Moderate Republicans reckon that if only the party could stick to the message of tax cuts and small government and not say those wacky things that scare the folks in the suburbs, then everything would be OK. But that middle ground doesn't exist for Republicans today. James Dobson, Gary Bauer and other grandees of the religious right are threatening fire and brimstone if the congressional Republicans don't start to deliver on the Christian conservative agenda. Even if conservative politicians were inclined to make a cynical move in the direction of moderation they would still be dependent on the votes of conservative die-hards who would find such a stance anathema. And it's not just their votes; Republicans are dependent on these core conservatives to impart energy and motion to the party. Without the ideological die-hards, the Republican Party really is little more than a party of the country clubs and the suburbs.

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Republicans who think that the Bush brothers can save the party are courting disappointment because the moderate Republican strategy has already been tried by, of all people, their father. Moderation was, after all, the project of the first Bush presidency, the message behind his election-year call for a "kinder, gentler America." But as the Bush years showed, Republicans have great difficulty energizing or communicating to a mass electorate without appeals to the sort of socially divisive issues that many Americans find repellent.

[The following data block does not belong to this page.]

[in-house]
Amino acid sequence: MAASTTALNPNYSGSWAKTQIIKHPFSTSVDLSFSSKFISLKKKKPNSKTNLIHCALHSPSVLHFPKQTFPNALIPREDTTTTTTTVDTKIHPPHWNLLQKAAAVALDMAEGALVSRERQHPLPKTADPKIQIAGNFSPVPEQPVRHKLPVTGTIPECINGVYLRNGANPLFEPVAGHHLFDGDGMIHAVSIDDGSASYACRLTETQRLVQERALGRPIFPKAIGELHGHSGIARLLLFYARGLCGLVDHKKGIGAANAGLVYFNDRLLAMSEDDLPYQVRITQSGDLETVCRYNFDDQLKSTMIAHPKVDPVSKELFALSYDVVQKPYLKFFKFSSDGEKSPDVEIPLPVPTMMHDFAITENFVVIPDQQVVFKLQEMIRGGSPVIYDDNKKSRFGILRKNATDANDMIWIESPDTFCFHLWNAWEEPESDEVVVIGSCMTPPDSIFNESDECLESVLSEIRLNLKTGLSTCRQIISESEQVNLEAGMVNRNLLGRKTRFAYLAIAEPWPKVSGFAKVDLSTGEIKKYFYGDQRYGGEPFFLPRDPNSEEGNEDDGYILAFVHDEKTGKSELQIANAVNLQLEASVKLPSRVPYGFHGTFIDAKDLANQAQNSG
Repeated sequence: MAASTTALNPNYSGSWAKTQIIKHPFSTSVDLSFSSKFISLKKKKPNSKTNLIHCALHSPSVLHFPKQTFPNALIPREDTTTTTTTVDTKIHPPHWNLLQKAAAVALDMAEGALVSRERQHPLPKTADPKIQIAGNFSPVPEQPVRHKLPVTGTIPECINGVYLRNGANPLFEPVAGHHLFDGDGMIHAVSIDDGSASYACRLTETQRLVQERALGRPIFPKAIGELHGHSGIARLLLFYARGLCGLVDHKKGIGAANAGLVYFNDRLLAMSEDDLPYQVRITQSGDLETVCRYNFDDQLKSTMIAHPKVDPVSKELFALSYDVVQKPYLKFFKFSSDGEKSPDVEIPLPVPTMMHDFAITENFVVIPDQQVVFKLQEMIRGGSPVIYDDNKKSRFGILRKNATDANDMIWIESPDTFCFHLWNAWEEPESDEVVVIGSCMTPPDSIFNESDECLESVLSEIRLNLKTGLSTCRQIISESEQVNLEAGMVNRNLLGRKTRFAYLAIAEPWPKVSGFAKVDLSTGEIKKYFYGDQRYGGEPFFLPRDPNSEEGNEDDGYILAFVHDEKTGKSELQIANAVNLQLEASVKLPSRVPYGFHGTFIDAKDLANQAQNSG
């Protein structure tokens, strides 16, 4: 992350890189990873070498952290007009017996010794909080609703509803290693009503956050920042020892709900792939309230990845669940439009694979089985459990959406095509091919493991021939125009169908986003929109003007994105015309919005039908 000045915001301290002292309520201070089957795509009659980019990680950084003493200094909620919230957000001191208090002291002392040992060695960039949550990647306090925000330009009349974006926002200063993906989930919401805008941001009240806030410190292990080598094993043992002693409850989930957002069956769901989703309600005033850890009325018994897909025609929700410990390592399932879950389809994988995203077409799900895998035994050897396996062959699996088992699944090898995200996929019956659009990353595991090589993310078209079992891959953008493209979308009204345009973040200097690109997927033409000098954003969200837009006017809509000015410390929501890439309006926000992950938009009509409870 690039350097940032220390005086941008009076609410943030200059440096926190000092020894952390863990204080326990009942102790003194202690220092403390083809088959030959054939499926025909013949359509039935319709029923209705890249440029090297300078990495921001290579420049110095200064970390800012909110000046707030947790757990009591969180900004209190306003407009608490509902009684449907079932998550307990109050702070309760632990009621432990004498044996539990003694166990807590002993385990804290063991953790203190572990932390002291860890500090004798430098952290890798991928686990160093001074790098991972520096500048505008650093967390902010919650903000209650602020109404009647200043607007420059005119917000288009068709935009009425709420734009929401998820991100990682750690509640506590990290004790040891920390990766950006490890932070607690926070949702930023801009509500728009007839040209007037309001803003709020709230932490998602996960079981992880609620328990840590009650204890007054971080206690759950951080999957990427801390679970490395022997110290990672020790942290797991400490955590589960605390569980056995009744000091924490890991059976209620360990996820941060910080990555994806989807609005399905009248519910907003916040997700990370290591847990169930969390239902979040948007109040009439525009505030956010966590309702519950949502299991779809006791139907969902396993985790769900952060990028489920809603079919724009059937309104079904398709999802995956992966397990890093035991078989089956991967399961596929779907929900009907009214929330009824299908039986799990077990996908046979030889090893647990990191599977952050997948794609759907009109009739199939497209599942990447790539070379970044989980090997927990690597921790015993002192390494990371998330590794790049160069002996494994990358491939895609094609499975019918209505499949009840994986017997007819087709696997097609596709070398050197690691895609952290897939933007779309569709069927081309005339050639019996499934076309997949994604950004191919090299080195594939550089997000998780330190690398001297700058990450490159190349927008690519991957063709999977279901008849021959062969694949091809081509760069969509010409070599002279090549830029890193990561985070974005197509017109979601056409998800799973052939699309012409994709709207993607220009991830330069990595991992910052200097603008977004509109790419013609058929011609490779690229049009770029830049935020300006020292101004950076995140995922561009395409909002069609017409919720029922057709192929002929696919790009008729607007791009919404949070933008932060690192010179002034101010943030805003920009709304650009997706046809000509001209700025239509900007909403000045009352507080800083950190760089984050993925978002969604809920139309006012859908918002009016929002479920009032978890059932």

Those so-called wedge issues used to help the GOP win elections; but they haven't worked so well lately. The recent GOP-inspired California ballot initiatives to end affirmative action and penalize illegal aliens galvanized crucial constituencies and helped elect Republicans. But they tarnished the party's reputation in the rest of the country and, as the recent election showed, left the California GOP in shambles. Even in Washington state, where voters abolished affirmative action in this year's election, Republicans weren't able to ride that issue to victory. Democratic Sen. Patty Murray won reelection, while in suburban Seattle, U.S. Rep. Rick White was unseated by Democratic challenger and impeachment opponent Jay Inslee.